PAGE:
Background: Telomeres play a key role in the maintenance of chromosome integrity. Short telomeres are linked to age-associated diseases and cancer. Our aim was to determine the decrease rate of relative telomere length (RTL) over 10 years and whether this rate was influenced by age, sex and smoking behaviour.
Methods: We compared RTL in 510 sample pairs from the longitudinal population-based Bruneck Study, which were collected in 1995 and recollected in 2005, and additionally determined RTL from 159 participants who died during follow-up. RTL were determined by a high-throughput real-time PCR assay and by applying a mathematical model.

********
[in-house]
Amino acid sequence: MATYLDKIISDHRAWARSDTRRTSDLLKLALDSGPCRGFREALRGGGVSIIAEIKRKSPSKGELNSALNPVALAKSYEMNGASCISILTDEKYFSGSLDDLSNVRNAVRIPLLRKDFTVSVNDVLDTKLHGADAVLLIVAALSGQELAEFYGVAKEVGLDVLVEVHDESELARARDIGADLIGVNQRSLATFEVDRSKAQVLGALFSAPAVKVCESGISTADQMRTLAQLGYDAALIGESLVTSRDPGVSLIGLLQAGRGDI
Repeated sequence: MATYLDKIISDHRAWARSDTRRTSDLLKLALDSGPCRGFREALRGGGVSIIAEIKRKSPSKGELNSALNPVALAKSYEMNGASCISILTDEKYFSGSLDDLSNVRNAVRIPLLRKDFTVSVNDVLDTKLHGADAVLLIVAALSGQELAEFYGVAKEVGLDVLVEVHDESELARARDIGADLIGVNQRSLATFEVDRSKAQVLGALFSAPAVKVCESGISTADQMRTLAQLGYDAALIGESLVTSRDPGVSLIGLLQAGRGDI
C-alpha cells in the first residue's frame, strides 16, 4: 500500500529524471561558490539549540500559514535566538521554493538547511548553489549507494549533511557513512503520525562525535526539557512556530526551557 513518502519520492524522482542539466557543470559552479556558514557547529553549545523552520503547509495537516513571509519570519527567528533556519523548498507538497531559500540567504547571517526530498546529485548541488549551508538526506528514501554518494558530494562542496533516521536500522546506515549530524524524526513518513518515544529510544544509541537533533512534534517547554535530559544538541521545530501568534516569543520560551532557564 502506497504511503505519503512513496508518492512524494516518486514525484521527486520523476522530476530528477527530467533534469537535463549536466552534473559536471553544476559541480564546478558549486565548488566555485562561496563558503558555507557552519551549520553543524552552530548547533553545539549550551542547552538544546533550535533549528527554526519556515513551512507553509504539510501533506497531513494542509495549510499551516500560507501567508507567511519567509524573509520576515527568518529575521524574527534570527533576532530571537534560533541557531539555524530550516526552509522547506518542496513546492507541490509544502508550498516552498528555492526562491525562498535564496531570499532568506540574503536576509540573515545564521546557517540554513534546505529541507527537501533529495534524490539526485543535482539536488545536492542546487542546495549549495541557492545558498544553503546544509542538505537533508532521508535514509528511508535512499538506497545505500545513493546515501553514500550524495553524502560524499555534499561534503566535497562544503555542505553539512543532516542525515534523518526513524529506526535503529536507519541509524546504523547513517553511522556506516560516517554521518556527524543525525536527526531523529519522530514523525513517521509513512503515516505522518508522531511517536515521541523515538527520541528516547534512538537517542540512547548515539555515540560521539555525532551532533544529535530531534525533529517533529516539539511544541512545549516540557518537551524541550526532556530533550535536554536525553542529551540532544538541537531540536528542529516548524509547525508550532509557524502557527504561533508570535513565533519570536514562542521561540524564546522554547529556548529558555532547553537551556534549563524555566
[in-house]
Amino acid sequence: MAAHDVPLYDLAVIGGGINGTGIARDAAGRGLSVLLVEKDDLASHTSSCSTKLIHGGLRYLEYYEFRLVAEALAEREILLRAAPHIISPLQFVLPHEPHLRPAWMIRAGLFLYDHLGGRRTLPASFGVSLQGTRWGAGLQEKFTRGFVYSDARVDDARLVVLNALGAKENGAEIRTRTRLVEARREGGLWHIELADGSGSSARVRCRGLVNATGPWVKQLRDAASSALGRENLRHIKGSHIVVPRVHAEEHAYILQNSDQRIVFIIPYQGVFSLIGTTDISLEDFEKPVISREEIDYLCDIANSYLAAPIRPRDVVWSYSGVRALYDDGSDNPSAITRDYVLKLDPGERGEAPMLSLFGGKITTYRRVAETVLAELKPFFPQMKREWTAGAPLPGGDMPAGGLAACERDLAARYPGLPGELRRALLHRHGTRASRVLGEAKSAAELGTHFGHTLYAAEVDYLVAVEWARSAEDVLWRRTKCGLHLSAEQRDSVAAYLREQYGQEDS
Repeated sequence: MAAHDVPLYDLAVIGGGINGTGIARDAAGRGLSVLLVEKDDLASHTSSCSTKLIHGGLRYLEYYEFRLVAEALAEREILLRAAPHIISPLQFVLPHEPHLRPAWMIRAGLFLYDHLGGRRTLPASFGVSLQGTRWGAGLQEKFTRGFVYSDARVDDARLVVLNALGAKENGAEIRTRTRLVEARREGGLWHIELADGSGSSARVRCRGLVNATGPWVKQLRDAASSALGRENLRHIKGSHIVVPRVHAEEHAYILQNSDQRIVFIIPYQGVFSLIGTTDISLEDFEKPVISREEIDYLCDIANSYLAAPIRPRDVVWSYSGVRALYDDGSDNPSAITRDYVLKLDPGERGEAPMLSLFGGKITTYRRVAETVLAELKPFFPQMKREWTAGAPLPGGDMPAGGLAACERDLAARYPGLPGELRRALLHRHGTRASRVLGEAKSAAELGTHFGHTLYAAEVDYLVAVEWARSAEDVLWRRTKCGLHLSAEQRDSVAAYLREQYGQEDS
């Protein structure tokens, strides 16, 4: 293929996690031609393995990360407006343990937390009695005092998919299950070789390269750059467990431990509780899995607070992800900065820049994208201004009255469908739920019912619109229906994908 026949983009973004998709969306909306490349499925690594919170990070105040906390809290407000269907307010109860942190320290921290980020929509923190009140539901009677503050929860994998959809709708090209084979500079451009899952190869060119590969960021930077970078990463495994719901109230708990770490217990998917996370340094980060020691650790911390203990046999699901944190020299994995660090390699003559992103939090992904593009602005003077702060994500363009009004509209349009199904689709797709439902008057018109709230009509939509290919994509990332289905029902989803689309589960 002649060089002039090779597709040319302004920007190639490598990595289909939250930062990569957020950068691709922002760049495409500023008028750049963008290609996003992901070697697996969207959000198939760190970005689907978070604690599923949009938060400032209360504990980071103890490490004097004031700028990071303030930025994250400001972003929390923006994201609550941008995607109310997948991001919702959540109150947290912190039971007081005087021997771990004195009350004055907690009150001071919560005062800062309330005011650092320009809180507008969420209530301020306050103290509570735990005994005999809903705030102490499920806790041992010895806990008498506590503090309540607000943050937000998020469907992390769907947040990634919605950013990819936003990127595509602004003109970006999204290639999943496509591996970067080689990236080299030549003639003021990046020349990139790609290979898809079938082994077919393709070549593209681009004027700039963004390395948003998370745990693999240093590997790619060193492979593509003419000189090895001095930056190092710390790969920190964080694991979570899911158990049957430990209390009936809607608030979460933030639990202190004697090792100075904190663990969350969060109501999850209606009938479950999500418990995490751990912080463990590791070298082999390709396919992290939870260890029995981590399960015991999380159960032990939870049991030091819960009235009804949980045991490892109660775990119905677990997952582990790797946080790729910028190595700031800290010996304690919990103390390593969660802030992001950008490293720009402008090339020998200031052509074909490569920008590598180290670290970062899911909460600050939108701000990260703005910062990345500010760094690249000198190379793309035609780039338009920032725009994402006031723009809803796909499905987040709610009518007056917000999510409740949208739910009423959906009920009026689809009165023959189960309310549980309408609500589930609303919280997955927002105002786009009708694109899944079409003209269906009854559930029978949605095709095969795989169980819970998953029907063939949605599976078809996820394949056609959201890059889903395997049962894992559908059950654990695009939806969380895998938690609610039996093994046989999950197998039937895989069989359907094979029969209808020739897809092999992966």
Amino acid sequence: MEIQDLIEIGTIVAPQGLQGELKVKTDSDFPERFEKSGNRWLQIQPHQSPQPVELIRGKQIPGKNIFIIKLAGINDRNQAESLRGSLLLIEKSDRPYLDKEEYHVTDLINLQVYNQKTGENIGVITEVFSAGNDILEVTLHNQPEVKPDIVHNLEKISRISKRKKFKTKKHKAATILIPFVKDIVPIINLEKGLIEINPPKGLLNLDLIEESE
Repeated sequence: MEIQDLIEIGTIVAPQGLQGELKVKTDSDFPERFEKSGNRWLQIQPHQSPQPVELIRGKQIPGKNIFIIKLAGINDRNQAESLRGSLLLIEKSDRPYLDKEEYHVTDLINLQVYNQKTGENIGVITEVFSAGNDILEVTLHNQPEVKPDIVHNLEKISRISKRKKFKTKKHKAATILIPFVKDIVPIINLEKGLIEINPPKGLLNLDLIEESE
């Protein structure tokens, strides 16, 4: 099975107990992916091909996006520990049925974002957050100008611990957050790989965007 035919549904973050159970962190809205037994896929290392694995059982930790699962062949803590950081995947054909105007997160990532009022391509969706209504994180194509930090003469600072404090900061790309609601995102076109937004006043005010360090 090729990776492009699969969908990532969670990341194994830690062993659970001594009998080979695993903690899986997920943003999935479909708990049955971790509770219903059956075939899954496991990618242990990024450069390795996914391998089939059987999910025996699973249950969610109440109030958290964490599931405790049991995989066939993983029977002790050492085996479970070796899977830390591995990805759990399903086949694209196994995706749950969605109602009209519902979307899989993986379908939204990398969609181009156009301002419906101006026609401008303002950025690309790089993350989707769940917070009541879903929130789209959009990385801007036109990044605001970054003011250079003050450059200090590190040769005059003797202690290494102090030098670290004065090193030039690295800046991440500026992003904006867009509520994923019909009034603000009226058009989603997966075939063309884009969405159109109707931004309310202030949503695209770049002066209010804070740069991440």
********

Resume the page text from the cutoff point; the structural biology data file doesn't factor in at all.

Results: The telomeres shortened, on average, by 455 bp over 10 years. The RTL shortening rate was highly correlated with baseline RTL (r = 0.674, P < 0.001). Participants who died within the observed period had considerably shorter telomeres than those who survived (median RTL of 0.98 vs 1.49; P < 0.001). In contrast to previous studies, smoking behaviour had no influence on RTL and on telomere shortening.
Conclusion: This is the first comprehensive longitudinal study of individuals who were, on average, 60 at baseline, and who were re-evaluated 10 years later. Our methodology proved to be a reliable tool for a rapid, accurate and cost-efficient determination of RTL with a low amount of DNA.